Some interesting news that puts to bed the 'blitzkrieg' model of near instantaneous mass extinction of megafauna through human hunting.
"In Australia, as in America, megafaunal extinctions broadly correlated with the arrival of humans on the island continent. In Australia around 50 outsized species became extinct.
Judith Field (U. Sydney) & Clive Trueman (U. Portsmouth) establish that some Australian megafauna, including the largest animals, persisted until around 30,000 years ago, coexisting with humans for at least 15,000 years.
"These findings demonstrate that extinction was a gradual process, strongly implicating climate change as the driving mechanism," said Dr Field, 'and the role of humans in this process has yet to be established'. "More broadly, this finding suggests that the spread of modern humans to new regions did not necessarily result in unsustainable hunting and mass extinction of the native fauna.""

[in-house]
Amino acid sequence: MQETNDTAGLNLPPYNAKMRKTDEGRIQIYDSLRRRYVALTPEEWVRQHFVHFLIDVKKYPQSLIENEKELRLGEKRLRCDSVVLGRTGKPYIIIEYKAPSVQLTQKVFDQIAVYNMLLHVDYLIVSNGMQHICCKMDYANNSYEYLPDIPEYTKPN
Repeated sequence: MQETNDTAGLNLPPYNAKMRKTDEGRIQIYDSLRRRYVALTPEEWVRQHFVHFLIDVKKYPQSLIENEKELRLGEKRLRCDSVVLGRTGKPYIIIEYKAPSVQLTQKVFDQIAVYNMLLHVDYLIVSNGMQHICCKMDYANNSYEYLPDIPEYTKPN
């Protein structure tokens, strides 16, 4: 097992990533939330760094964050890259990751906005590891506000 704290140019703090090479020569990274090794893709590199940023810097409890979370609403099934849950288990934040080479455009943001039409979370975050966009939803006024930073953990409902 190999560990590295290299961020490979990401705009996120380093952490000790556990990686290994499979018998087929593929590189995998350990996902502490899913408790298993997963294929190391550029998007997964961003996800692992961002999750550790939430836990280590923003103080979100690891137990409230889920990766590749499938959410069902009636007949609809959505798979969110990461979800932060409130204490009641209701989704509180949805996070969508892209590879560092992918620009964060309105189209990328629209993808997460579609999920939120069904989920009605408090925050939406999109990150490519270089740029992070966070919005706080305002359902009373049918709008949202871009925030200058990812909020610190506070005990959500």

Read the entire report at Science Daily; abstract at PNAS.